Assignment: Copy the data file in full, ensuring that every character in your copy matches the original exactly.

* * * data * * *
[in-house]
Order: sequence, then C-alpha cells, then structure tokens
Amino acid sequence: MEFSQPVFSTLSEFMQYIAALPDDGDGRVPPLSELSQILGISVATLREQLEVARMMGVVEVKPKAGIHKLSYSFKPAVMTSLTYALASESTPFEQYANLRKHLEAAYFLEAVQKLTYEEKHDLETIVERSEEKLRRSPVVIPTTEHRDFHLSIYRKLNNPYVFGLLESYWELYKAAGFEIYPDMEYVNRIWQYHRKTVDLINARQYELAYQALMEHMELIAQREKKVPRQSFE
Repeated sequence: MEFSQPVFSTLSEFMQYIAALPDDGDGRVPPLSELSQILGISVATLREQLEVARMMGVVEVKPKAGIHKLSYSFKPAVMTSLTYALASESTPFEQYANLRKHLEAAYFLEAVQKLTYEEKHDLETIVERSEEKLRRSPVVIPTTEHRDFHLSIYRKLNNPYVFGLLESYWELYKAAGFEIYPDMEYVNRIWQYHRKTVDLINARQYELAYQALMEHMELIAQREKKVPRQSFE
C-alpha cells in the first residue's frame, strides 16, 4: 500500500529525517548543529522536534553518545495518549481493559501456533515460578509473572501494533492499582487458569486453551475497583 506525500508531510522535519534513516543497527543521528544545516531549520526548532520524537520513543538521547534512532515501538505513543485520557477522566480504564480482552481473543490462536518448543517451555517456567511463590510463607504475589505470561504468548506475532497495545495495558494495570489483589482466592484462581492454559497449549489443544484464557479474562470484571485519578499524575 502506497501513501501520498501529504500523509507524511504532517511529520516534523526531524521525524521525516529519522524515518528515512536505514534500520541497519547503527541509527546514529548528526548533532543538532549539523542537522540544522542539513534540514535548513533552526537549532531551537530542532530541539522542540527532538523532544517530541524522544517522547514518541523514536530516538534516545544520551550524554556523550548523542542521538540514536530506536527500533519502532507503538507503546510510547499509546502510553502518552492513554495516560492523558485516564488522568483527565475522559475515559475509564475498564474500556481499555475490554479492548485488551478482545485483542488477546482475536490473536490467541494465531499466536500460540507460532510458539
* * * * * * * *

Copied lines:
[in-house]
Order: sequence, then C-alpha cells, then structure tokens
Amino acid sequence: MEFSQPVFSTLSEFMQYIAALPDDGDGRVPPLSELSQILGISVATLREQLEVARMMGVVEVKPKAGIHKLSYSFKPAVMTSLTYALASESTPFEQYANLRKHLEAAYFLEAVQKLTYEEKHDLETIVERSEEKLRRSPVVIPTTEHRDFHLSIYRKLNNPYVFGLLESYWELYKAAGFEIYPDMEYVNRIWQYHRKTVDLINARQYELAYQALMEHMELIAQREKKVPRQSFE
Repeated sequence: MEFSQPVFSTLSEFMQYIAALPDDGDGRVPPLSELSQILGISVATLREQLEVARMMGVVEVKPKAGIHKLSYSFKPAVMTSLTYALASESTPFEQYANLRKHLEAAYFLEAVQKLTYEEKHDLETIVERSEEKLRRSPVVIPTTEHRDFHLSIYRKLNNPYVFGLLESYWELYKAAGFEIYPDMEYVNRIWQYHRKTVDLINARQYELAYQALMEHMELIAQREKKVPRQSFE
C-alpha cells in the first residue's frame, strides 16, 4: 500500500529525517548543529522536534553518545495518549481493559501456533515460578509473572501494533492499582487458569486453551475497583 506525500508531510522535519534513516543497527543521528544545516531549520526548532520524537520513543538521547534512532515501538505513543485520557477522566480504564480482552481473543490462536518448543517451555517456567511463590510463607504475589505470561504468548506475532497495545495495558494495570489483589482466592484462581492454559497449549489443544484464557479474562470484571485519578499524575 502506497501513501501520498501529504500523509507524511504532517511529520516534523526531524521525524521525516529519522524515518528515512536505514534500520541497519547503527541509527546514529548528526548533532543538532549539523542537522540544522542539513534540514535548513533552526537549532531551537530542532530541539522542540527532538523532544517530541524522544517522547514518541523514536530516538534516545544520551550524554556523550548523542542521538540514536530506536527500533519502532507503538507503546510510547499509546502510553502518552492513554495516560492523558485516564488522568483527565475522559475515559475509564475498564474500556481499555475490554479492548485488551478482545485483542488477546482475536490473536490467541494465531499466536500460540507460532510458539